Chapter 3: Road Survey & Design

Route reconnaissance is usually the first on the ground location work used to define the general position of a road. Based on the reconnaissance and reconnaissance summary, further investigations and surveys may be required, including field traverses and surveys to an established standard or Survey Level. The level is determined primarily by the complexity of the terrain and end results required. Once the survey has been completed, the road design can be carried out.

Road design varies in complexity and can be as simple as providing basic road dimensions and grades required to a more detailed design to establish excavation and fill volumes, grades and alignments. In most cases, road design is usually an office process utilizing computers and road design software. Again, depending on the complexity and end results required, further road survey work may be required to establish the road location.

This chapter presents the ministry's standards related to road location survey and road design practices, and to the associated output. It is intended to provide the reader with enough detail to be able to understand the mandatory procedures, as well as carrying out appropriate best practices to address the applicable regulatory requirements.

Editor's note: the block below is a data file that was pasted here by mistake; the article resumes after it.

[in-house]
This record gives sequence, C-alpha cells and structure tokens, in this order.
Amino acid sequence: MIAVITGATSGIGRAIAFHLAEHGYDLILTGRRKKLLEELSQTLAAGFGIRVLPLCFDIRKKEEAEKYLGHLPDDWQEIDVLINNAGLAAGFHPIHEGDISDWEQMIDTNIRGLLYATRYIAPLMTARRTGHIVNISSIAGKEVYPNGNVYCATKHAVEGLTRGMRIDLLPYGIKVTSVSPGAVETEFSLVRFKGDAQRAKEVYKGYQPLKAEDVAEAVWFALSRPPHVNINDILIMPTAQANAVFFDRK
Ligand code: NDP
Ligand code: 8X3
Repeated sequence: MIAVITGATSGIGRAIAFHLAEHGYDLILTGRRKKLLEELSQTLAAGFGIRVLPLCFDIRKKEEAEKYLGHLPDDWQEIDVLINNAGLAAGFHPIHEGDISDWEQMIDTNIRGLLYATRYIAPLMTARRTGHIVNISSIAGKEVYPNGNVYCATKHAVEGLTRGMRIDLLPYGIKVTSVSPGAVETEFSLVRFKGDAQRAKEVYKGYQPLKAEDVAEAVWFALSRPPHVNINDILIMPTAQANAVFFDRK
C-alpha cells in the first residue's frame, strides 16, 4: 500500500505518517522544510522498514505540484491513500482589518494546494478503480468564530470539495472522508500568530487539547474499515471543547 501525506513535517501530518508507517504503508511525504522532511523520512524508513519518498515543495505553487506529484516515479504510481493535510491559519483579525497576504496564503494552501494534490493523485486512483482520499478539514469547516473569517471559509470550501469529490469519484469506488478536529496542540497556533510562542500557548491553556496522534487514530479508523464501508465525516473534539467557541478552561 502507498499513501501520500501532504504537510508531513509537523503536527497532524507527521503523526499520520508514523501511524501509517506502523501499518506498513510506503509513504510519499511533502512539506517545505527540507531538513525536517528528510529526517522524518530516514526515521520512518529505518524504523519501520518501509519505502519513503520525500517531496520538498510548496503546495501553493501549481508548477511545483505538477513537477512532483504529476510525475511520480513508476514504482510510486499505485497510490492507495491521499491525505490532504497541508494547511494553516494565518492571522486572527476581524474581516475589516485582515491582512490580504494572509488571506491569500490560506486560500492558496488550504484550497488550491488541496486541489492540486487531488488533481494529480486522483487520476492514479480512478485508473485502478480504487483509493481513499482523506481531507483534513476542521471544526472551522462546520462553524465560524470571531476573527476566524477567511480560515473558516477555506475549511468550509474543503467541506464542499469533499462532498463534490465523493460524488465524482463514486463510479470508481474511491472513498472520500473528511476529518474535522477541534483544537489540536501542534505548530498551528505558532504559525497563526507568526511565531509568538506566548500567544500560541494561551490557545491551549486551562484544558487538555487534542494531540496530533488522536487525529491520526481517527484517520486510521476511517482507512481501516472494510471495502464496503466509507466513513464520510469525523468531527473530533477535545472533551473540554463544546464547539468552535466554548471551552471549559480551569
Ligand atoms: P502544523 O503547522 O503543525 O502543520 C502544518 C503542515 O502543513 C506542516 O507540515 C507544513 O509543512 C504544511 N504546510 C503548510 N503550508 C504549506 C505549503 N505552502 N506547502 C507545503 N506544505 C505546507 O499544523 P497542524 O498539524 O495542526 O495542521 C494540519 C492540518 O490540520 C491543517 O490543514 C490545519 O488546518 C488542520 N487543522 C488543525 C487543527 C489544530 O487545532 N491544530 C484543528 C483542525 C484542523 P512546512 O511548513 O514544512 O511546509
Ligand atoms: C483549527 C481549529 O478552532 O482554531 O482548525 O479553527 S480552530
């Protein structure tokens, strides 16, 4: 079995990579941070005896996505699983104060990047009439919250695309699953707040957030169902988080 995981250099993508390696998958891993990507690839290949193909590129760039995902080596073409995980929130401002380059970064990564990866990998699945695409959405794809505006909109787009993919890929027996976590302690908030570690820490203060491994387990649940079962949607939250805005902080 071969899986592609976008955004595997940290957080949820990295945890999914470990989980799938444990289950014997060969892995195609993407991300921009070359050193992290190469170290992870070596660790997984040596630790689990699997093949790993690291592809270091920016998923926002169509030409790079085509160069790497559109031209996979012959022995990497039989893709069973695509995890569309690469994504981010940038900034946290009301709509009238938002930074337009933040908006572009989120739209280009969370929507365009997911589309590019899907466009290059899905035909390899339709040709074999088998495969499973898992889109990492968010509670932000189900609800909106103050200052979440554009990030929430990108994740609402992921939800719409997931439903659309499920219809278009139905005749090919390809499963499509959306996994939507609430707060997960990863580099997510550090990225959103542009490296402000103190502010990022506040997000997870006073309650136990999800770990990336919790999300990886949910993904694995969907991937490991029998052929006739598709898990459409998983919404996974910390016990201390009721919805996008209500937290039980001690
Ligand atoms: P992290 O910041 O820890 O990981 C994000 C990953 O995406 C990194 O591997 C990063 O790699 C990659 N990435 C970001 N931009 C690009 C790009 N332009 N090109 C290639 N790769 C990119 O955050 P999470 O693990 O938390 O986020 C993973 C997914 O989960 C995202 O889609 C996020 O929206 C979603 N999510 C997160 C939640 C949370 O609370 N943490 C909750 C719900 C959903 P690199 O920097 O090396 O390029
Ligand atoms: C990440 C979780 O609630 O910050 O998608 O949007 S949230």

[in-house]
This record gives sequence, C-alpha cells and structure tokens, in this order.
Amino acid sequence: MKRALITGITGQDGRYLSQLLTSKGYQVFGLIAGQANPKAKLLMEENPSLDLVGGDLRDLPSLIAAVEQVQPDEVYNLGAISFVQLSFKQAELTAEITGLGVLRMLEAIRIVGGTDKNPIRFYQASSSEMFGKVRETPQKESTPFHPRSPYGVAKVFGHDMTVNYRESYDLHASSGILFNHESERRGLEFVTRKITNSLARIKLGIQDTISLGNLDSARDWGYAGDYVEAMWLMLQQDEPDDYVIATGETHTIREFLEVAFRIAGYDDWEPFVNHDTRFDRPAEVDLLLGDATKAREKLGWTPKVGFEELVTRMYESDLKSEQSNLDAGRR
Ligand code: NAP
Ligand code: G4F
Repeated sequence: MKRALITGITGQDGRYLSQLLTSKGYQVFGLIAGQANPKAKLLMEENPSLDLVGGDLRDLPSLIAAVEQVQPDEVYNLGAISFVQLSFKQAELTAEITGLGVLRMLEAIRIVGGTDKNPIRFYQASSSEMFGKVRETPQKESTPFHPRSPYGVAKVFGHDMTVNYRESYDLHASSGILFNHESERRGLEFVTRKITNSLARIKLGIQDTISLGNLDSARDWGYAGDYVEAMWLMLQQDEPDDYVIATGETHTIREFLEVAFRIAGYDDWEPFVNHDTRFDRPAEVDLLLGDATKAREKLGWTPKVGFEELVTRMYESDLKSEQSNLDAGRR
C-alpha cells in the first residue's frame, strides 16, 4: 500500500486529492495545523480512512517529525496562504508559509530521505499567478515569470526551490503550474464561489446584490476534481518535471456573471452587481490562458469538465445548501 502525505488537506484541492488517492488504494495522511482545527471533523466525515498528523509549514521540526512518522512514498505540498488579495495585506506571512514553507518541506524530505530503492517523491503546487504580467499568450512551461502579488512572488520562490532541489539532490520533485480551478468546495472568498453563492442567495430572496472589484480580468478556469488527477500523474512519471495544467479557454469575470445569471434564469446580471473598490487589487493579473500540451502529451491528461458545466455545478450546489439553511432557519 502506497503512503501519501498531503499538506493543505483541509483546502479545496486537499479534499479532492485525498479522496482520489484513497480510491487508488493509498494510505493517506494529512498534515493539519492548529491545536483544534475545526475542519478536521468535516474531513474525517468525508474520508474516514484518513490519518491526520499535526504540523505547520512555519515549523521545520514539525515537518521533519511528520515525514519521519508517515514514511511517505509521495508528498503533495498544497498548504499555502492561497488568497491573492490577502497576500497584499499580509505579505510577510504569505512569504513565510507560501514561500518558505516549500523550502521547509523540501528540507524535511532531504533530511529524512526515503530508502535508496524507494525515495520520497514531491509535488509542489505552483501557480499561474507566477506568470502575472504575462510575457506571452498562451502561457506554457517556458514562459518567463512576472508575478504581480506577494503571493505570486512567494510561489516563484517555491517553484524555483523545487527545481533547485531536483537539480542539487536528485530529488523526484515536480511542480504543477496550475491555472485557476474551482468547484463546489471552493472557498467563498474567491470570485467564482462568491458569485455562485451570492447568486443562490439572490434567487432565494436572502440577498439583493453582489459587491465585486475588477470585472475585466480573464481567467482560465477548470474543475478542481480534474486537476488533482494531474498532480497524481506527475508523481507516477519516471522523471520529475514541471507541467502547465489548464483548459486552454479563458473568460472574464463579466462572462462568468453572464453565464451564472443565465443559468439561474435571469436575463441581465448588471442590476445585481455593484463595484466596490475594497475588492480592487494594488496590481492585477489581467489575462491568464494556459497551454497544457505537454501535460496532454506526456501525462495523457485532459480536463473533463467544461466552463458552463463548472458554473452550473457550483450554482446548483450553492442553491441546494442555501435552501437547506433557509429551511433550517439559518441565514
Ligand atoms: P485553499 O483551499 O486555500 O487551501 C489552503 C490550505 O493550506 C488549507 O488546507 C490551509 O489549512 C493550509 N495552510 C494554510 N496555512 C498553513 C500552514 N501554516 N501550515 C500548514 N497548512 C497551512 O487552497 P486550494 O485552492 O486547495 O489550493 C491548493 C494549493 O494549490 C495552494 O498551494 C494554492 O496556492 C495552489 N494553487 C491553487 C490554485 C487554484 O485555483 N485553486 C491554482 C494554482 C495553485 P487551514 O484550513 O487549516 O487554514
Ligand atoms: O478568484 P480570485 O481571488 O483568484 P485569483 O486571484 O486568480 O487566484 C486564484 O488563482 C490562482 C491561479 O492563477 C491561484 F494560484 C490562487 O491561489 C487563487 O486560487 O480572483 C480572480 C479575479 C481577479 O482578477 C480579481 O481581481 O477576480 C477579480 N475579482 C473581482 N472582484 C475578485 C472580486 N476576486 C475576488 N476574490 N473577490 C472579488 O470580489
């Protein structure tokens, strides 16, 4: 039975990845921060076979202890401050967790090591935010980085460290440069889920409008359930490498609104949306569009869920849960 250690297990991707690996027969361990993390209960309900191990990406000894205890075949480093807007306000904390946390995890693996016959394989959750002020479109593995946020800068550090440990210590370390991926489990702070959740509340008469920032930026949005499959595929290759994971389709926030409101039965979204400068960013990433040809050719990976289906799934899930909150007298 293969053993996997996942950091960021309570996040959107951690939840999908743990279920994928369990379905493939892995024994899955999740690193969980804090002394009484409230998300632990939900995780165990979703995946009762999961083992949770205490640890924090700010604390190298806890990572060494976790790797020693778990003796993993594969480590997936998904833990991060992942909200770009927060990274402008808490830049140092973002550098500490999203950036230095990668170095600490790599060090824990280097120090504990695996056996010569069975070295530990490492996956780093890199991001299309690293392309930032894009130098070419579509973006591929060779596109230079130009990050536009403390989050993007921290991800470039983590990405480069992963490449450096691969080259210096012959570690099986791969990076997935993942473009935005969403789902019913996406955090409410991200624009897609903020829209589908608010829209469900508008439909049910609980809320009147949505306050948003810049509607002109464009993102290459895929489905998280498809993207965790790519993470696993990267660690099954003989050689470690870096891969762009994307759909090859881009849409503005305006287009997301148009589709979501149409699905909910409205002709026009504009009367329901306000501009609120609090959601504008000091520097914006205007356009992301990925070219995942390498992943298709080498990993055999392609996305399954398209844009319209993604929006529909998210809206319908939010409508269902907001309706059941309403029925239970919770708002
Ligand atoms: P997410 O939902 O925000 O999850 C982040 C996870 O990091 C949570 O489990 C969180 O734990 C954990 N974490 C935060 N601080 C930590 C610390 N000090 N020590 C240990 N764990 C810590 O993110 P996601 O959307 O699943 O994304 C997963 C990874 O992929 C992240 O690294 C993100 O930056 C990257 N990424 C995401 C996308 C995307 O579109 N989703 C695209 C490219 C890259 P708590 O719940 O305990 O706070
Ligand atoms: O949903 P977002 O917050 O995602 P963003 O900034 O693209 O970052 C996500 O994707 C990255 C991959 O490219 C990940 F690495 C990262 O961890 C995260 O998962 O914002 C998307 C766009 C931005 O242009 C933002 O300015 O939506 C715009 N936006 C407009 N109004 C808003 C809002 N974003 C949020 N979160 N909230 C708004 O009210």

3.0.1 Policy

For any FSR, the road will be:

  • Surveyed with appropriate detail and accuracy for the terrain and complexity of the layout; and
  • Designed in a manner that:
    • Is commensurate with the level of survey and expected use, cost and potential impacts on other resources by the road construction; and
    • Incorporates the results of any required assessments.

3.1 Mandatory Procedures & Best Practices

3.2 Road Survey & Design Professional Responsibilities & Considerations

3.3 Road Location Survey

3.4 Survey Procedures

3.5 Geometric Road Design

3.6 Culvert Design

3.7 Geometric Road Design Requirements

3.8 Survey & Design Outputs - Road Plans

3.9 Resources & Suggestions for Further Reading

3.10 Appendices